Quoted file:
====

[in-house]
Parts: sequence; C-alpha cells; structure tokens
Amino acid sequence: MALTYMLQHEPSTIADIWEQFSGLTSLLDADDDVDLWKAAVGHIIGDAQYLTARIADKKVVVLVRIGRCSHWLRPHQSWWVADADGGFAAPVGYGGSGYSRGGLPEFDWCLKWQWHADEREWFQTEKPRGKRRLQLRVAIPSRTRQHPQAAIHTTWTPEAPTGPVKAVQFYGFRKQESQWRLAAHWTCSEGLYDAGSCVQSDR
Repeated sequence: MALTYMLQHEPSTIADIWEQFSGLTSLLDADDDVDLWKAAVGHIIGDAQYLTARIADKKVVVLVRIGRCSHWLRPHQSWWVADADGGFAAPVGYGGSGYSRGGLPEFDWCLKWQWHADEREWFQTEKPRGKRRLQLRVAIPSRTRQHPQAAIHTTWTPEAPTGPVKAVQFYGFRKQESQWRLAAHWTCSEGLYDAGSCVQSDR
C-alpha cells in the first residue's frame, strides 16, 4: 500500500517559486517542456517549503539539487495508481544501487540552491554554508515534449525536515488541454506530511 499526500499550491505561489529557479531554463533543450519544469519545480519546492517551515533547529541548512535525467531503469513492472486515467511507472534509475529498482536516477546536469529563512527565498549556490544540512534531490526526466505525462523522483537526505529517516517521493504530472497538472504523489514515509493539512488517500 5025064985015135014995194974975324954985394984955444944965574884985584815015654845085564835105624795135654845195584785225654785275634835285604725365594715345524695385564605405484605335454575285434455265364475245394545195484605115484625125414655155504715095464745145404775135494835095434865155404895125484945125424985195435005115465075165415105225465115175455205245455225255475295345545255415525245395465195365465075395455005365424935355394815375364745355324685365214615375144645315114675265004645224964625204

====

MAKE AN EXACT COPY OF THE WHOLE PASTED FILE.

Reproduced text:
[in-house]
Parts: sequence; C-alpha cells; structure tokens
Amino acid sequence: MALTYMLQHEPSTIADIWEQFSGLTSLLDADDDVDLWKAAVGHIIGDAQYLTARIADKKVVVLVRIGRCSHWLRPHQSWWVADADGGFAAPVGYGGSGYSRGGLPEFDWCLKWQWHADEREWFQTEKPRGKRRLQLRVAIPSRTRQHPQAAIHTTWTPEAPTGPVKAVQFYGFRKQESQWRLAAHWTCSEGLYDAGSCVQSDR
Repeated sequence: MALTYMLQHEPSTIADIWEQFSGLTSLLDADDDVDLWKAAVGHIIGDAQYLTARIADKKVVVLVRIGRCSHWLRPHQSWWVADADGGFAAPVGYGGSGYSRGGLPEFDWCLKWQWHADEREWFQTEKPRGKRRLQLRVAIPSRTRQHPQAAIHTTWTPEAPTGPVKAVQFYGFRKQESQWRLAAHWTCSEGLYDAGSCVQSDR
C-alpha cells in the first residue's frame, strides 16, 4: 500500500517559486517542456517549503539539487495508481544501487540552491554554508515534449525536515488541454506530511 499526500499550491505561489529557479531554463533543450519544469519545480519546492517551515533547529541548512535525467531503469513492472486515467511507472534509475529498482536516477546536469529563512527565498549556490544540512534531490526526466505525462523522483537526505529517516517521493504530472497538472504523489514515509493539512488517500 5025064985015135014995194974975324954985394984955444944965574884985584815015654845085564835105624795135654845195584785225654785275634835285604725365594715345524695385564605405484605335454575285434455265364475245394545195484605115484625125414655155504715095464745145404775135494835095434865155404895125484945125424985195435005115465075165415105225465115175455205245455225255475295345545255415525245395465195365465075395455005365424935355394815375364745355324685365214615375144645315114675265004645224964625204